In his first two collections as a recipient of the British Fashion Council’s NEWGEN, Ives had established a cult of archetypes” ranging from the pop star to the supermodel, with looks riffing off modern day pop culture figures such as Diana Ross and Kate Moss. This season, Ives somewhat closed that chapter of make-believe, instead channelling the real women – from socialites to university peers who Ives nicknames the Swans” – who exist in his orbit and inspire his womenswear. And so the collection was an assemblage of well-cut cocktail dresses, puffy ballerina skirts and Ives’ signature upcycled sports motifs that imbued the more glam pieces with effortless appeal. Ives has long expressed his discomfort with waste. In this collection, he upcycled deadstock surplus garments, such as vests, military blankets and T‑shirts, into fun printed jersey pieces. And the final showstopper, an ornate white wedding gown modelled by his friend and muse Tish Weinstock, made using organza and, rather brilliantly, discarded Apple earphones – the buds of which looked like swan beaks from afar.

In a song
Björk – Headphones

Simone Rocha

Simone Rocha’s haunting congregation, the third part in a triptych which started with SS24’s dress rehearsal”, moved on to the procession” — aka Jean Paul Gaultier couture — and ended with AW24’s spooky and seductive show which took place in the breathtaking setting of St. Bartholomew’s Church.

How was the collection?
To put it casually, Simone Rocha’s Jean Paul Gaultier couture collection knocked our socks off: the designer’s romantic, feminine embellishments were a balancing act of ethereal and tough, romantic and powerful; a real testament to the signatures Rocha has built over the years. This collection was arguably darker than her previous two outings. Rocha noted the mourning dress of Queen Victoria” as a key influence – perhaps a reference in her closing this chapter. Here, Rocha maintained the romance, but in lashings of black silk, protective blood-red balaclavas and cinched waists that felt like an ornate procession of goodbyes (until next season, of course).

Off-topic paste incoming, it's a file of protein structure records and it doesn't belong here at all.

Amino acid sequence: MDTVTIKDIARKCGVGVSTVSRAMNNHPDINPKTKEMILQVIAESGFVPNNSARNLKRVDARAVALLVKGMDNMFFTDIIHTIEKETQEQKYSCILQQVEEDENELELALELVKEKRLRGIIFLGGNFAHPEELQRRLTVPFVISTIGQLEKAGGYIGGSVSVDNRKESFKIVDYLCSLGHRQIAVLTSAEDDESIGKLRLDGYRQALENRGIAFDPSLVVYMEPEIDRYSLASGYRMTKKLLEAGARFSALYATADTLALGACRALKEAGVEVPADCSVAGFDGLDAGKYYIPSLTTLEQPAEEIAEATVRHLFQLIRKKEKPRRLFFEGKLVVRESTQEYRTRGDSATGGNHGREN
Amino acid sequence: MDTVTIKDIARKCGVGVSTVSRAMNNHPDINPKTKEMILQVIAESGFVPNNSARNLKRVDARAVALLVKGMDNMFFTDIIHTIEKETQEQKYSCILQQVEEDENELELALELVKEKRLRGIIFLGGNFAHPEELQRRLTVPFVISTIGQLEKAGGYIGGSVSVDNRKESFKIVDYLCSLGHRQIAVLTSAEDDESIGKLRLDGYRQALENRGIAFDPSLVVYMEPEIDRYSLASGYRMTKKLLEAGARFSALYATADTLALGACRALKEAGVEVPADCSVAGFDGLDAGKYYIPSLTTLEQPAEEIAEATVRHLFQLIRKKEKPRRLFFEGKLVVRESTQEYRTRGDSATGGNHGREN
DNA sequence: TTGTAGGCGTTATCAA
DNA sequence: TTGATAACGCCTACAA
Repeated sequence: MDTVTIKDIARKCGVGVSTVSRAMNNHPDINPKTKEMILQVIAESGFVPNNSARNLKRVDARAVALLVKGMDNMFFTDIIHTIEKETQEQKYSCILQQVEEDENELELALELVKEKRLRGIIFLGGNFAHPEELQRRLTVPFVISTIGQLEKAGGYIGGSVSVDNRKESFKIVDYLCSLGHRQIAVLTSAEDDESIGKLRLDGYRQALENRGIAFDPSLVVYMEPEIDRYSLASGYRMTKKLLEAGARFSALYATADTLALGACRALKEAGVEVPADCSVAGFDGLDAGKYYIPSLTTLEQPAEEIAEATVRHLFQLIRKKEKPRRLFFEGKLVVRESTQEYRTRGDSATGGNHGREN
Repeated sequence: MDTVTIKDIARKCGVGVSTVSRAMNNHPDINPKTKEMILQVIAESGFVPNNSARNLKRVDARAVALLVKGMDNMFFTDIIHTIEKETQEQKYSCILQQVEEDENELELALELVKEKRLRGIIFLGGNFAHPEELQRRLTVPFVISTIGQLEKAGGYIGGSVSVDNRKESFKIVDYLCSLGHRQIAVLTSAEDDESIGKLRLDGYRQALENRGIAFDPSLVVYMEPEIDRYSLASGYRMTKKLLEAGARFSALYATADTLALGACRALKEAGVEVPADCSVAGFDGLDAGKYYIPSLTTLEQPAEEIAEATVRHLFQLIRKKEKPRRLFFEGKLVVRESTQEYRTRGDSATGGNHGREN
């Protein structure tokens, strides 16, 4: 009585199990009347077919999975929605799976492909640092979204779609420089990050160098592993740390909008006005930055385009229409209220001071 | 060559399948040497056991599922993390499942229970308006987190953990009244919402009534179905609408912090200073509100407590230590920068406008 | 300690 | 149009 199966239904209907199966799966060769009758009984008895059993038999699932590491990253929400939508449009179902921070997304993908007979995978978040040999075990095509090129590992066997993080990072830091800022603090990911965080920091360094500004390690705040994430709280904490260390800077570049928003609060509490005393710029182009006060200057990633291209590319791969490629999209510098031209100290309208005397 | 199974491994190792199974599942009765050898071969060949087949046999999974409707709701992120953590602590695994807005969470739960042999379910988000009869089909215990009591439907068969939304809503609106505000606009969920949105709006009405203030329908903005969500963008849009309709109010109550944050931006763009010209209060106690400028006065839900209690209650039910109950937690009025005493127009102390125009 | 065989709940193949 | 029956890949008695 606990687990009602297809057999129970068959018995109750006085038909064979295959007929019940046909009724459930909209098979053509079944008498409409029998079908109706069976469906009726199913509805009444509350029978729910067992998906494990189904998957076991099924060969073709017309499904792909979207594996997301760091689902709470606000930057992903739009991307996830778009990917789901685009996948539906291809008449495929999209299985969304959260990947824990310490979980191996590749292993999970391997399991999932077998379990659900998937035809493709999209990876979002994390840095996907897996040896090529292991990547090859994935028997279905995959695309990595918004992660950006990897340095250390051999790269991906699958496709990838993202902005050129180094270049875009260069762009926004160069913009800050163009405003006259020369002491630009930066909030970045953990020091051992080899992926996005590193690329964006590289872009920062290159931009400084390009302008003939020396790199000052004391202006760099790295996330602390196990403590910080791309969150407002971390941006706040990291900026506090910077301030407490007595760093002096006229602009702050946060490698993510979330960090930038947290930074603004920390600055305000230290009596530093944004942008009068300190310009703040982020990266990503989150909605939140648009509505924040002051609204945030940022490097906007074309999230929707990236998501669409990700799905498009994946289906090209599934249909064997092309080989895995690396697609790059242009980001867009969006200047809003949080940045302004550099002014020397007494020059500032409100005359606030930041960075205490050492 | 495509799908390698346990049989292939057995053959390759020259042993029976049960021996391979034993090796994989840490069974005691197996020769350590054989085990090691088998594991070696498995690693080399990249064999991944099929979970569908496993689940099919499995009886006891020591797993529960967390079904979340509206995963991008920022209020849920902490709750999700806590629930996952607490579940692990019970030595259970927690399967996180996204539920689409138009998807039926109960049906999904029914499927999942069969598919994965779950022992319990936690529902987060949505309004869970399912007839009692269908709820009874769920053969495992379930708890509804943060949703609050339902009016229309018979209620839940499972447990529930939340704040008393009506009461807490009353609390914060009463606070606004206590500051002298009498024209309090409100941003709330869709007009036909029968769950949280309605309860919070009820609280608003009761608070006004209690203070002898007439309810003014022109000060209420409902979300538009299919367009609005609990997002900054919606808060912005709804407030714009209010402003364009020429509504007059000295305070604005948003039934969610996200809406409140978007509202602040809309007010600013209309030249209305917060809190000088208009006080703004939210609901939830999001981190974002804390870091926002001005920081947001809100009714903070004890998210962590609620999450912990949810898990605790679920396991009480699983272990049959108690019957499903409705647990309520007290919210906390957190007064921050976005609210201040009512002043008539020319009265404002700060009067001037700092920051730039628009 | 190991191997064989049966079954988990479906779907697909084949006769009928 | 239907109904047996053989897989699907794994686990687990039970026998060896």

Of note:
Simone Rocha’s little lambs. Lamb shaped quilted handbags, that is – tucked beneath the arms of models wearing crocheted and ornately embellished balaclavas à la Little Bo-Peep.

Molly Goddard

A peek inside the sketchbook of West London’s finest, Molly Goddard.

What do you mean?
Goddard showed us the inner workings of building a collection from scratch. That includes what she calls an experimental fitting” done at the start of each season in her studio: scrap materials, archive samples, toiles and all sorts thrown together and mashed up before two becomes one, et voila, a collection. Goddard’s irreverent approach makes perfect sense: the designer’s usual patchwork of textures, explosion of colours and thrown together” appeal was met by hallucinogenic frothy tulles, voluminous polka dots and cowgirl style this season. And it’s this hypnotic mix that makes the designer such a thrilling LFW mainstay, with an undercurrent of humour that continues her tradition of good-time British style.

In a song?
Babybird – You’re Gorgeous


Marco Capaldo’s latest shiny showing of goods.

Where was the show?
In a darkened corner of the Barbican.

And how about it?
This season, Capaldo took a walk through the mind of wunderkind writer, author and curator Charlie Fox. In his 2017 book This Young Monster, published when he was just 25, Fox traces the pop cultural appeal of the monster, from the transgressive dog shit-eating antics of John Waters’ Divine to Harmony Korine’s dystopian America in Gummo. He looked too at Fox’s 2019 exhibition My Head is a Haunted House, which revelled in themes of death, perversion, sex and, above all, fear. In Capaldo’s latest collection for 16Arlington, the monster is awoken, rising up in dark, sumptuous full-looks in midnight black, as if concealing in the shadows. Meanwhile, textures, such as a shaggy fur coat, look as if they’re growing out of the skin of its wearer. In the collection’s segments of all-white skirts and dresses, wispy tails appear as if a disappearing ghost – monsters ranging from the nightmarish to the ethereal. Capaldo often designs his clothes with fearlessness in mind, to enhance the confidence of its wearer. So there’s no better homage to make than to convention-breaking Madonna, whose I’m not sorry, it’s human nature” quip from her 1995 track is the title of this collection. Express yourself, don’t repress yourself, right?